The difficulty is that I feel completely hopeless about my writing. I thought and assumed, like a sane person, that writing a novel would get me out of myself and restore my confidence. But now that I have written it, I almost feel sick.

I have woken up from a long dream, the writing of the novel. So it feels more or less entirely natural to sleep for twelve hours a day, dreaming, because that's what I have been doing for a year. And not a year, but years.

It feels accidental that I write stories.

As John Cale says, "You're a ghost, la la la la la."

But I will go and do what I always do when I feel this sinful, which is to pick myself up and to say that I should stop complaining about my chosen lot in life, that I should go and look at other people in the eyes and ask them what they are all about. I should go and take one or five of those unrealized ideas and realize them.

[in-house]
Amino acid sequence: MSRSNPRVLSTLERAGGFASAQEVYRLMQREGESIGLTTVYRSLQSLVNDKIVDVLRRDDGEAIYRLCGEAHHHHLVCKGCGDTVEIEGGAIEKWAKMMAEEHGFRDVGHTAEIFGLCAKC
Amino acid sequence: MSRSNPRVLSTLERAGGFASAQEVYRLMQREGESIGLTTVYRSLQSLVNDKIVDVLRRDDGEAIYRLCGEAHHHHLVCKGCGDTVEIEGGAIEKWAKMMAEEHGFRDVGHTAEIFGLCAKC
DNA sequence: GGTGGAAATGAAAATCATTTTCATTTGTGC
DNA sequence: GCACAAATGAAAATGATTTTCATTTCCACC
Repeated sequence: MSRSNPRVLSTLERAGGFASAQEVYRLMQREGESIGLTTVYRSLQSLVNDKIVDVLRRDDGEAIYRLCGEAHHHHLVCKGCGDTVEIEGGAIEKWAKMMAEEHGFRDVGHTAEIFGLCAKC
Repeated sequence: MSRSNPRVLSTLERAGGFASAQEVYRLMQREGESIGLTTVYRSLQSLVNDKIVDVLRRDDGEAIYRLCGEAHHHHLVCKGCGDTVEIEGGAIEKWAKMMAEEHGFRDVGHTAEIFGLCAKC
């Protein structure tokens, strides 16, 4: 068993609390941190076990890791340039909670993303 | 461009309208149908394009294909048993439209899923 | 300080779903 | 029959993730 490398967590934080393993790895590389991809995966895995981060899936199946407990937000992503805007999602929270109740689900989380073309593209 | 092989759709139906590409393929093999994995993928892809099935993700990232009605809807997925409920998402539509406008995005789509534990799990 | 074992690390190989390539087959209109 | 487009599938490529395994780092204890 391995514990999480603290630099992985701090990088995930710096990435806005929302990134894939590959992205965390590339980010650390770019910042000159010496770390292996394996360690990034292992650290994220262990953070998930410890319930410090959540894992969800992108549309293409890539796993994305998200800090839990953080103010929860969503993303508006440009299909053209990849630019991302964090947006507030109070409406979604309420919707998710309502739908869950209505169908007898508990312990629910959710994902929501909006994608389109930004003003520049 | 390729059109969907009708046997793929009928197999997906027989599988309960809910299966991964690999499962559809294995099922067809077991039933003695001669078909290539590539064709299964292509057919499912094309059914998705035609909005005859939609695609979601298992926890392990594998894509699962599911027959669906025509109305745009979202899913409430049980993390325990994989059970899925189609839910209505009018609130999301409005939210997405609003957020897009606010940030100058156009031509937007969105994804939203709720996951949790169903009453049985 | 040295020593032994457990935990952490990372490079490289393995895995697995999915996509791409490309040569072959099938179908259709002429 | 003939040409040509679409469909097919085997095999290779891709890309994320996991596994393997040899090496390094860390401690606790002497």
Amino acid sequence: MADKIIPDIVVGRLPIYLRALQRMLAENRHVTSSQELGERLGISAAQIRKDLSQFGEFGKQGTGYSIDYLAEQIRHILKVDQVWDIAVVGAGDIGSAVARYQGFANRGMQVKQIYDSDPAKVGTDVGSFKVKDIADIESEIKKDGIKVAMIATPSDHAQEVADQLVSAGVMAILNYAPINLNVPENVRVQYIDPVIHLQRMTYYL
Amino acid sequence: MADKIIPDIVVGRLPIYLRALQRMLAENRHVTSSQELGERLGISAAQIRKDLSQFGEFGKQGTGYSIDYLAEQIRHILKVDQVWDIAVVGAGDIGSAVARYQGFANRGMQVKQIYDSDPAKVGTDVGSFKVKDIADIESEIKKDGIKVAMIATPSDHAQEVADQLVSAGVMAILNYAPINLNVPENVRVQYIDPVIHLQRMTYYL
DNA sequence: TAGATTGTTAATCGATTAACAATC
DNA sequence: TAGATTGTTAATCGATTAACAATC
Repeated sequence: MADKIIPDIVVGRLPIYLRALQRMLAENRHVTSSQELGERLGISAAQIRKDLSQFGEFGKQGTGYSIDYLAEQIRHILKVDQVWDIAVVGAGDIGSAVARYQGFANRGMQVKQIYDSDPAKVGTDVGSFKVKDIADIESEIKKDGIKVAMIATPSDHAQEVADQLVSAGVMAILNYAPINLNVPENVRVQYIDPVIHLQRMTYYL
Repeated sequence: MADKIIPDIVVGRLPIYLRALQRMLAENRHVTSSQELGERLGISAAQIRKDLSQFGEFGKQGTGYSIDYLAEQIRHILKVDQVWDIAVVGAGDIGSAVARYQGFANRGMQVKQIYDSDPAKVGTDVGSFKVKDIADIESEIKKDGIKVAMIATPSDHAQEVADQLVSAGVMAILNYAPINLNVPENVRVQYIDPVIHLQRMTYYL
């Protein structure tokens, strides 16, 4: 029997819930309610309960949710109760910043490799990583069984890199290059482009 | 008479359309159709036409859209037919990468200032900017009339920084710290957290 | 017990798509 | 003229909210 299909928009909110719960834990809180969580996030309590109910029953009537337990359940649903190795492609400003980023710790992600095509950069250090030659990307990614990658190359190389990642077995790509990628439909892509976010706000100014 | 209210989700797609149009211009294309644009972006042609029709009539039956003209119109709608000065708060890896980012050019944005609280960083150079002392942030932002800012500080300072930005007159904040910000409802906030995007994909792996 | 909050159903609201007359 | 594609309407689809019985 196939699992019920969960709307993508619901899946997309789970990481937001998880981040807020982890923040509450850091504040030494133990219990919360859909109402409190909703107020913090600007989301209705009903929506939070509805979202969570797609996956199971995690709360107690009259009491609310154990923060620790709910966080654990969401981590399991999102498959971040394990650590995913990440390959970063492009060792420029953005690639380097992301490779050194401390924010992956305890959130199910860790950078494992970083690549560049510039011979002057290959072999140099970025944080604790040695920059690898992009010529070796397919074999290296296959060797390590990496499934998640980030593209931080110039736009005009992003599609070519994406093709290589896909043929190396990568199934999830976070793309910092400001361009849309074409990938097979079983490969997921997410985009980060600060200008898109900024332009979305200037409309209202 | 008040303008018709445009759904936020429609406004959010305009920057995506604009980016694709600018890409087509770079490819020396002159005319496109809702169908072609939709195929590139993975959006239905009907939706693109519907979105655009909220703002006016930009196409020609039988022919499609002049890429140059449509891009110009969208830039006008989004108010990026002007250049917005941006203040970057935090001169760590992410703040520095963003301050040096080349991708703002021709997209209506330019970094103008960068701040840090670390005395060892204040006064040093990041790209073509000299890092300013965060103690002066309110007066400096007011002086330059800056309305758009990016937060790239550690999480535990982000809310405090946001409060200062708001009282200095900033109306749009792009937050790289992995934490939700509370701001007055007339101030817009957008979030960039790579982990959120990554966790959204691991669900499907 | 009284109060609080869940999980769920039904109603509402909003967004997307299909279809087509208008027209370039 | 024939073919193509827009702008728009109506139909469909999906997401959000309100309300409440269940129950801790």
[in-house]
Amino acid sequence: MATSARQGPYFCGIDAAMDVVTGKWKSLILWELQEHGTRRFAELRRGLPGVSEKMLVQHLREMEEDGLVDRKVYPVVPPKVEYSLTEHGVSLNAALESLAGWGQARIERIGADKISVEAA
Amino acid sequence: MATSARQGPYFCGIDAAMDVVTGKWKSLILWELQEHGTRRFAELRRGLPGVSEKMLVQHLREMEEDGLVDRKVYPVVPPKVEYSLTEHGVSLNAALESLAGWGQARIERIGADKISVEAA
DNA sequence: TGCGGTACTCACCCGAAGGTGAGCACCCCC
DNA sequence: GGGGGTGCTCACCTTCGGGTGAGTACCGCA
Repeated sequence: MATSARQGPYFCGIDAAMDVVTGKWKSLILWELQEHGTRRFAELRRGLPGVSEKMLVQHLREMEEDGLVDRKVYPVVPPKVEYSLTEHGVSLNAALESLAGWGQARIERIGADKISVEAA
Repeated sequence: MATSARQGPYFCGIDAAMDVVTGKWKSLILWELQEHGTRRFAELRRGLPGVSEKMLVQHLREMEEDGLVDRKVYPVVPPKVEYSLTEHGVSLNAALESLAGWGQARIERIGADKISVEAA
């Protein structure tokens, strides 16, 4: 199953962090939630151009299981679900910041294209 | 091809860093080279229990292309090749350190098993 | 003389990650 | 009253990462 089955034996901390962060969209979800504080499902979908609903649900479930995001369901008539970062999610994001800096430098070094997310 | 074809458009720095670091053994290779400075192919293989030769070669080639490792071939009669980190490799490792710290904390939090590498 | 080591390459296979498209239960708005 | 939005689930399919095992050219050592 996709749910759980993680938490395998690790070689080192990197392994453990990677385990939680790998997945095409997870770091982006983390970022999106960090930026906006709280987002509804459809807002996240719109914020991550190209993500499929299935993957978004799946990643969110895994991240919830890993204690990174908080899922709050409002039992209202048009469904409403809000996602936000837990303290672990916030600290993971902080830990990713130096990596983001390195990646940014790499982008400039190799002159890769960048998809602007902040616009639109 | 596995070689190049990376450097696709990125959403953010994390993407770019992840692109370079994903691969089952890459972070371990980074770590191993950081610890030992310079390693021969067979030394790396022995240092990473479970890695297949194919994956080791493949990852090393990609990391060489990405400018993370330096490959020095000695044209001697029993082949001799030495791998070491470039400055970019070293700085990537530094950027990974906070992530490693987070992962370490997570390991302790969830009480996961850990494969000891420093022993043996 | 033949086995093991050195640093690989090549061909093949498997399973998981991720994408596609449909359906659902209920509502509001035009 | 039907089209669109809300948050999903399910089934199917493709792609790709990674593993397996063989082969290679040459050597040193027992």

I have plenty to offer, but the difficulty is what will contain these offerings. If you have breath and life and enfleshed soul, you have love to give this world. But you have to fight for that love. I do love writing and I do love telling stories, I love being in that web of unconscious connections, hanging there between the words like a spider, waiting to see what truth I might catch. And it isn't up to me what gets caught in the net. What is up to me is setting the trap and, feeling with my hairy spindles the wriggling of terror so many inches away, pouncing with the poison of my humanity to capture it.

Picking myself up means that I have fallen, fallen because of exhaustion. So I need to eat, need to work and make the sleep worth it. But I still ask, what will contain my offerings? Will the world contain my offerings, will I contain my offerings, or will it just be anyone who passes by?

By God! Some people have wives and children, some people have businesses and normal jobs in cubicles and all that security and even they wonder where to put all their good things. So where do I put my gifts?

People wonder where they should be, which is a way of wondering what they should be doing. But when it is obvious what you should be doing and when it is obvious what you have, because we all have something, you have to ask a different question. Where should that work be? As in, where should that work go?